On Sneering

Praful Bidwai has said something. ?lt;br />IT experts or cyber-coolies?

Perhaps it is a sensible point. Perhaps not. Or perhaps, as usual it is a muddle. But he insists on sneering at everything he finds; and I don’t consider sneering a valid argument.

Anyway the purpose of this post is to point out that I can sneer back, and sneer better. I am reminded of an email exchange I had long back

This was sent by a friend:

In the midst of all this hype and hoopla surrounding India’s ‘explosive’ entry into the IT world, we need to really assess the pros and cons of IT. First I’ll clarify something The Indian IT field has two basic characters. One , it thrives to a large extent on hype (the Y2K ‘ Crisis ‘ is proof enough) and two it is elitist.

In a country like India where millions lack the basic necessities of life, giving increasing importance to IT is a proof of the lopsided developmental priorities of the Indian government. A typical example would be a cartoon which came in a daily. The cartoon shows a old villager in a remote Indian hamlet going to the nearest Internet browsing centre and trying to go to the site www.water.com and trying to download it.

Information Technology is of the elite , for the elite and by the elite. Maybe a section of the economy may have received a boost because of IT but whether the benefits of this economic progress has/will percolate to the masses is a big question. I think we, as IT professionals are living a rarefied air-conditioned ambience , insulated from all the harsh material realities in India. The field is breeding a host of pampered technocrats aping the West , whose get satisfied by writing a good piece of code and whose ambition is to get a US green card or maybe start a dotcom.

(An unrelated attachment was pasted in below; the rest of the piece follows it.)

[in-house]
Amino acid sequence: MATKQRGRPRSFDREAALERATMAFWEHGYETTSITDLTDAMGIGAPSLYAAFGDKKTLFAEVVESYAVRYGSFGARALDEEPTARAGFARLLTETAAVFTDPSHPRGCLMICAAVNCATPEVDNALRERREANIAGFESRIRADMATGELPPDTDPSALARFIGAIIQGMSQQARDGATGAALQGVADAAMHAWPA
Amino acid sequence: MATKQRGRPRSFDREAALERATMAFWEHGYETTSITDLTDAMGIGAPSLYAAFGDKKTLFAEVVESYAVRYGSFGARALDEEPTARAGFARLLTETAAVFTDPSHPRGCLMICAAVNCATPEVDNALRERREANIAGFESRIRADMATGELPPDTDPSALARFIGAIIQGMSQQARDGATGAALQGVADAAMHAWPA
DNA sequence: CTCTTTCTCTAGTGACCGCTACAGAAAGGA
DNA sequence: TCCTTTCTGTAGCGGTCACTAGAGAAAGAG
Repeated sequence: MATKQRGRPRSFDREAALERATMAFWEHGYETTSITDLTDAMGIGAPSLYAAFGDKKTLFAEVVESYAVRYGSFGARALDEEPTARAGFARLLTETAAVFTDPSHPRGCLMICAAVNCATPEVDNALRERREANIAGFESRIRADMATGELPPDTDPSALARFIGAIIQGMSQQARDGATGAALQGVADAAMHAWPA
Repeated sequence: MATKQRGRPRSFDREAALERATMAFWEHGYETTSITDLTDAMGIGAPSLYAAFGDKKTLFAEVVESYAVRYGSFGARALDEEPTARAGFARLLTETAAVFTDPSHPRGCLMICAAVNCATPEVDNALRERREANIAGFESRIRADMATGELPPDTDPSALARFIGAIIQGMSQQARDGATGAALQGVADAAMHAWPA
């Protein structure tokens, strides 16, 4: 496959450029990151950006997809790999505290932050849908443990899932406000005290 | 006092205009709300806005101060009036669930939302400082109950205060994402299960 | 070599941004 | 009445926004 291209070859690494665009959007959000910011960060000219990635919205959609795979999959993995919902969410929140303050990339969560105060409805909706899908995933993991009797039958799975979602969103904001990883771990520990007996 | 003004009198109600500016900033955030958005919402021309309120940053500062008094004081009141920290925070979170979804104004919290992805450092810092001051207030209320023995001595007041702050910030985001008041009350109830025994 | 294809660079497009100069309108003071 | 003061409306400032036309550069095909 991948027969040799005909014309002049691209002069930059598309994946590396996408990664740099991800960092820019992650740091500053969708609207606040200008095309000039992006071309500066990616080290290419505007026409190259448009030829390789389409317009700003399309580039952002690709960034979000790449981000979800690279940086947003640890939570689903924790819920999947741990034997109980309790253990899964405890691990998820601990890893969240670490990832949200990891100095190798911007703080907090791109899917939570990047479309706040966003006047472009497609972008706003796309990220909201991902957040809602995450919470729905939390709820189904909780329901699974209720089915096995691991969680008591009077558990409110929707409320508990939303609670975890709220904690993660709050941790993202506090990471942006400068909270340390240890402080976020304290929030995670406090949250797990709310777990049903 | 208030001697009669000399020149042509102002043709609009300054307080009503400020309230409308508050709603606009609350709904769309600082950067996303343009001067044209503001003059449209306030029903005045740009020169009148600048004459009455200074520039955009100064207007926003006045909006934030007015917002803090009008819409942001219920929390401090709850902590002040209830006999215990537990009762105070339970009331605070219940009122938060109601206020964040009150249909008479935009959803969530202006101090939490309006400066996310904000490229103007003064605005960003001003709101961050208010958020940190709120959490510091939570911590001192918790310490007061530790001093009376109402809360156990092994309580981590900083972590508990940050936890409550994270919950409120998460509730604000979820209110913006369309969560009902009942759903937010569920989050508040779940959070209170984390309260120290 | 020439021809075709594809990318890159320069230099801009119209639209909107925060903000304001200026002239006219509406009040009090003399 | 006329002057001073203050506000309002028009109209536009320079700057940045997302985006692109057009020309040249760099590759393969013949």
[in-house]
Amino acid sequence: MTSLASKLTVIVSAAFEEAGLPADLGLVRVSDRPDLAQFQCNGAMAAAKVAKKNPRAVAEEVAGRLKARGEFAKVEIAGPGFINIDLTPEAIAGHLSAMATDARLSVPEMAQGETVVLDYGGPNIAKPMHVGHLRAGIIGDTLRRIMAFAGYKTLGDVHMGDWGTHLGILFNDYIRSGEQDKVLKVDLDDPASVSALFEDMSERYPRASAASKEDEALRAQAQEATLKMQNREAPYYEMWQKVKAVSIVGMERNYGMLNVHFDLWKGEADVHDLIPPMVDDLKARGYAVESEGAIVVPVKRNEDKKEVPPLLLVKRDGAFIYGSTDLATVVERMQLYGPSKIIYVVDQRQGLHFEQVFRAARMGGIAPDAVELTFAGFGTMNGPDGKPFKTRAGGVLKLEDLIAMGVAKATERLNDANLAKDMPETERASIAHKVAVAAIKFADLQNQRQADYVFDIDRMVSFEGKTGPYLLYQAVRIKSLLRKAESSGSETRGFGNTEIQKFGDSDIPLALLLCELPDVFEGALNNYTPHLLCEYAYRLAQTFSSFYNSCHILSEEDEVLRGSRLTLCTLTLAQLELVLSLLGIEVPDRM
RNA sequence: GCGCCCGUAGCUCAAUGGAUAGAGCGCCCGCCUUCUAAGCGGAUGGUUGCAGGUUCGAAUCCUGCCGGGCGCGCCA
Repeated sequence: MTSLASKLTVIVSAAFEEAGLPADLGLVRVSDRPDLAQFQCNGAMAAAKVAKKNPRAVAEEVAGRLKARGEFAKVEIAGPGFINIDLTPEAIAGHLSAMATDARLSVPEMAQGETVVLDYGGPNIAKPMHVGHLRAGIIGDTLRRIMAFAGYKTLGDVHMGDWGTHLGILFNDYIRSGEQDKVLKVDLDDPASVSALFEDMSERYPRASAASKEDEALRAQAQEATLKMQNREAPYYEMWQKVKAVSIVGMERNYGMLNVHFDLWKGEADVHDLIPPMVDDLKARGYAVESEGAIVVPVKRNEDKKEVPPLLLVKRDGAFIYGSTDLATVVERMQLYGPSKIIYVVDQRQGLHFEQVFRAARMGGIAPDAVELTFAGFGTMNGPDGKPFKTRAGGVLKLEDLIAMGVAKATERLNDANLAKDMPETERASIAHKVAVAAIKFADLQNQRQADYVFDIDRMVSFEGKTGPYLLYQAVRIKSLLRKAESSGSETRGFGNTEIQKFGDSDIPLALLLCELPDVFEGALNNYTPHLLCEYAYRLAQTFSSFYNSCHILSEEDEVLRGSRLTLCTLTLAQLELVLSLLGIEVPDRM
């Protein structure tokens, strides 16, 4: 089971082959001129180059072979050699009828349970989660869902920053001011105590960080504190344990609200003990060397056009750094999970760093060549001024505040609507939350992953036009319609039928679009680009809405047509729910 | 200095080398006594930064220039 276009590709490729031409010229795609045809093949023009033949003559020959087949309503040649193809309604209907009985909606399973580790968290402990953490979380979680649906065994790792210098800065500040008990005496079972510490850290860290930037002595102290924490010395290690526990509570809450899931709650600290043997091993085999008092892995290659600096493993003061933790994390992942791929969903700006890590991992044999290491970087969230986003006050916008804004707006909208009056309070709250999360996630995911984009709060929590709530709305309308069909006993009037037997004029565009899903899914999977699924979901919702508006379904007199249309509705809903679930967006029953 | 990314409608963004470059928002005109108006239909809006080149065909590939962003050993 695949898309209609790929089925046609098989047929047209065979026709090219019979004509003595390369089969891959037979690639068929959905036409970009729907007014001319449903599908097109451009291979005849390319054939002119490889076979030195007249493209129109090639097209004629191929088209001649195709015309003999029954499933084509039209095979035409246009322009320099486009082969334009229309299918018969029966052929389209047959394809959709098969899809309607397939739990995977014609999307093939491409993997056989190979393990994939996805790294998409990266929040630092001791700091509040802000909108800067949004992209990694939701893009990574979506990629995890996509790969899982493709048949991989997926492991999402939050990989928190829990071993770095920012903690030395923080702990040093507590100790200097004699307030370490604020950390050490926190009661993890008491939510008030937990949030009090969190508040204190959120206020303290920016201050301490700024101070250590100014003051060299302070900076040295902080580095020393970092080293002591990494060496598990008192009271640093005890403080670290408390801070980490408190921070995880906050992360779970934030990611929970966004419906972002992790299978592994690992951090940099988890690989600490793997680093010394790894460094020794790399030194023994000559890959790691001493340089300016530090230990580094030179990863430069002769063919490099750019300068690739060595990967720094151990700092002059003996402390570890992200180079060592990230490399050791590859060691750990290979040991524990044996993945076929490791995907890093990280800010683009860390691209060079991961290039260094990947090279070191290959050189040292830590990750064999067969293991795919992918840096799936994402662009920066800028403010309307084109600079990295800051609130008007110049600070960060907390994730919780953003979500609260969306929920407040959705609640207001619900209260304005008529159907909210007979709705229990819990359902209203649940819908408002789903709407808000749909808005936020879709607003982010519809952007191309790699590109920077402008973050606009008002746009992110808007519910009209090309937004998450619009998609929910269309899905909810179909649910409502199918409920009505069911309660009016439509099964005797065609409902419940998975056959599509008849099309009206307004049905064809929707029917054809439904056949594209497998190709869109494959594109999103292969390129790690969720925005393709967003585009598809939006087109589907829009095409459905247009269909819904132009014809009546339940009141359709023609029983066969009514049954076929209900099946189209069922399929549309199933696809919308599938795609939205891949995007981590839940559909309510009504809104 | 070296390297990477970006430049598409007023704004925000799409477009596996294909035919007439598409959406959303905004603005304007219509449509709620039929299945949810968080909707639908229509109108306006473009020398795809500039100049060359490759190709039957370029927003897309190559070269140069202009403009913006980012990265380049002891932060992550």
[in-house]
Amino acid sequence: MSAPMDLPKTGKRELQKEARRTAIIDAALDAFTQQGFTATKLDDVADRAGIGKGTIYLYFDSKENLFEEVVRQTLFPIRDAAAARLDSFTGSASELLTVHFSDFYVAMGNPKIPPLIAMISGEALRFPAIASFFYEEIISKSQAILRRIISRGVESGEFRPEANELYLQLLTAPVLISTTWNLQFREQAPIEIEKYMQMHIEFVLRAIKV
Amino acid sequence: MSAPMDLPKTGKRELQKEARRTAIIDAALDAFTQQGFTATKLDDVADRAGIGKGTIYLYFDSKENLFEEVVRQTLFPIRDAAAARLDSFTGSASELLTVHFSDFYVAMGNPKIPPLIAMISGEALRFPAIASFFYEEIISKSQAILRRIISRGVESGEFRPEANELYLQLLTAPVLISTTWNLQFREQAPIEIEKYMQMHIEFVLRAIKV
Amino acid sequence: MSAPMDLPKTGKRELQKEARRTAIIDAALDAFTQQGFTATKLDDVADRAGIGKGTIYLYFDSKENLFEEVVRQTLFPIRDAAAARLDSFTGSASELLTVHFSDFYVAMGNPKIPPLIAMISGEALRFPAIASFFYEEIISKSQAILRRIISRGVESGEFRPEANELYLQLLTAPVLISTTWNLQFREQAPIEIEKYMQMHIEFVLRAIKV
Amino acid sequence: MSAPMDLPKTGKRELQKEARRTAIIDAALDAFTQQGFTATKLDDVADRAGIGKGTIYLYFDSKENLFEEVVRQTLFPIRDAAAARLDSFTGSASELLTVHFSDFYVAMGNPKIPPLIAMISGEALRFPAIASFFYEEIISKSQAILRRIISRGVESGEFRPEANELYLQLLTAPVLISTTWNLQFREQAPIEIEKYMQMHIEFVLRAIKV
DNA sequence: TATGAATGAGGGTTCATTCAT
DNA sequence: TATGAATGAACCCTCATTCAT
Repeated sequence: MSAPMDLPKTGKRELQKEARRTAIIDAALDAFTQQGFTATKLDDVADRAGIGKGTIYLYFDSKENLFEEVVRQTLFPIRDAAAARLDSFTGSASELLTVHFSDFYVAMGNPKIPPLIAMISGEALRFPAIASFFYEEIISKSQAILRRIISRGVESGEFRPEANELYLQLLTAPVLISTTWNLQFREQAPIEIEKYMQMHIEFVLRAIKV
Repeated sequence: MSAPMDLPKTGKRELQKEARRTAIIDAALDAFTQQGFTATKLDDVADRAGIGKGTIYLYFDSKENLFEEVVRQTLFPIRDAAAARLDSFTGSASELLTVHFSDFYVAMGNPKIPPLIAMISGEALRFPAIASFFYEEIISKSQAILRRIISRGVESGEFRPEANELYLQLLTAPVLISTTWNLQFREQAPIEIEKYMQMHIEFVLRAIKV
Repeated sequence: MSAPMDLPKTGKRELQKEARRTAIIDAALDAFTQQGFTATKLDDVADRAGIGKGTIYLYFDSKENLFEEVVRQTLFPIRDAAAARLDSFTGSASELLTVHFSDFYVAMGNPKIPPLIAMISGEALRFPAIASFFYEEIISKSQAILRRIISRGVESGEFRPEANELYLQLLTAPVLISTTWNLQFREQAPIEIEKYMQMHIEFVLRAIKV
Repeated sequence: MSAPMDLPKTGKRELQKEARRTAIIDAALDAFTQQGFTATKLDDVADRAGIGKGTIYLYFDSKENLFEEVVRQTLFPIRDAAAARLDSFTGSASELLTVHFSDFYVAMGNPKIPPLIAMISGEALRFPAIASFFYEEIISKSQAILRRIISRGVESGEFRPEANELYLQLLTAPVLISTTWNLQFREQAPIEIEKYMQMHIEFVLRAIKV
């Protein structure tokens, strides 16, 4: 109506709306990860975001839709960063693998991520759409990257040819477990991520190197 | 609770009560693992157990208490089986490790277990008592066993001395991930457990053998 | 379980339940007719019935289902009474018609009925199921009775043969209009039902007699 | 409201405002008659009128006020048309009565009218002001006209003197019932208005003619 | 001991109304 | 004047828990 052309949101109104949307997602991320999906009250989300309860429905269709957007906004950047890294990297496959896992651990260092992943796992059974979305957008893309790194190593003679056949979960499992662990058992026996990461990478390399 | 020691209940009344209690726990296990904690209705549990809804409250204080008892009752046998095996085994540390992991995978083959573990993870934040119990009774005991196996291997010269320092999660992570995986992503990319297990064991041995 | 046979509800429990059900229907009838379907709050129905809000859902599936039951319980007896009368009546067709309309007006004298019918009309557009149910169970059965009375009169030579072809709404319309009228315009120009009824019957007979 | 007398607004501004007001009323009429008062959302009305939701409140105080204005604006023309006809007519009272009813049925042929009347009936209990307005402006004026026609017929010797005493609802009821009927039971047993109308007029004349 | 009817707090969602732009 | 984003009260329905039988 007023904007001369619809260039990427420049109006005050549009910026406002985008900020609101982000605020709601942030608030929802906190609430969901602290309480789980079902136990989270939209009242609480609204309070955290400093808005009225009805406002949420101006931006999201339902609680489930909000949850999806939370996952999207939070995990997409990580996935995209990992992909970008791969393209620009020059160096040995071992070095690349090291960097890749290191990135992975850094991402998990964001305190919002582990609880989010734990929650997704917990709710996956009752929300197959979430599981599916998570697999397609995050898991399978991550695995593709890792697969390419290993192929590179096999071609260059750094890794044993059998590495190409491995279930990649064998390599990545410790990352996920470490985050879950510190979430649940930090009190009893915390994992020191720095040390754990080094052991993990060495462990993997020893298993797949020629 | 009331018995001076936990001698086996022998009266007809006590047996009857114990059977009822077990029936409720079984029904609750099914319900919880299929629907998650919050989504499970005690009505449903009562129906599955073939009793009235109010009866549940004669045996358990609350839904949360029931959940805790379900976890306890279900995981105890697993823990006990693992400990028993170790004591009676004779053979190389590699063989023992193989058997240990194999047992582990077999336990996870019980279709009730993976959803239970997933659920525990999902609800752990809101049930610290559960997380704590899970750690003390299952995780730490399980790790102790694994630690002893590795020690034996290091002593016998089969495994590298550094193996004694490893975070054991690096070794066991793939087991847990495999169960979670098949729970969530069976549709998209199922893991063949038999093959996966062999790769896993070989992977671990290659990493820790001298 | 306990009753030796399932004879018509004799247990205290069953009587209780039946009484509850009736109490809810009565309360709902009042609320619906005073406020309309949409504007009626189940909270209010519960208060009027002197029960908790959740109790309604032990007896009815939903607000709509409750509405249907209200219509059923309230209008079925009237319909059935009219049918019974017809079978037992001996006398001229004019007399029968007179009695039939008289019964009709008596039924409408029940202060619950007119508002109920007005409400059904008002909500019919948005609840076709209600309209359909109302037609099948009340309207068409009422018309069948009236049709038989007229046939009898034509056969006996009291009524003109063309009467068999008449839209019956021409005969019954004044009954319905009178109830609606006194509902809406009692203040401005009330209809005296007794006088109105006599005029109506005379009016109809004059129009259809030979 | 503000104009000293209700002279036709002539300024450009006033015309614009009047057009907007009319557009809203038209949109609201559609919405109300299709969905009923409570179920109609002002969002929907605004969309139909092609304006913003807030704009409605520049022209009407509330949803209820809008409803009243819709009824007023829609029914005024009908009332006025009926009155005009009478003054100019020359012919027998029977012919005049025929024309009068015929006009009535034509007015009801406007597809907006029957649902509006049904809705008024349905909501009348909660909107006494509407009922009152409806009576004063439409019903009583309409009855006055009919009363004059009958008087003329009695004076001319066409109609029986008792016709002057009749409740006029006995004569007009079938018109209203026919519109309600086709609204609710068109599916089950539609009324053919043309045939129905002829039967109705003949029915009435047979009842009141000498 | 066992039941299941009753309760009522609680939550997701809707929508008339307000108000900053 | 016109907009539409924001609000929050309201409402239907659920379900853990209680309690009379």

I’m not trying to advocate a return to the stone age by being against the software field per se. But any progress in technology should result in a change for the better for the majority of the people and if that is not happening , we need to critically examine that technology itself.

And here is my response

Before we discuss the pros and cons of the IT issue, we need to debate over an even more basic technology which has harmed the lives of billions of people – Agriculture. Historians believe that man took to agriculture around 8000 BC. Assuming that they are right, we are now observing the 10000th anniversary of this destructive technology. I think 10000 years is a sufficiently long period and we need to take stock now whether agriculture has really benefited us in any way.

Before man took to agriculture, he used to make a living as a hunter-gatherer. Even 10000 years after some men first took to agriculture, millions of people still live as hunter-gatherers. Obviously, even after 10,000 years, the fruits of this new technology haven’t percolated to the poorest of the poor. We need to re-examine whether such technological progress is really necessary.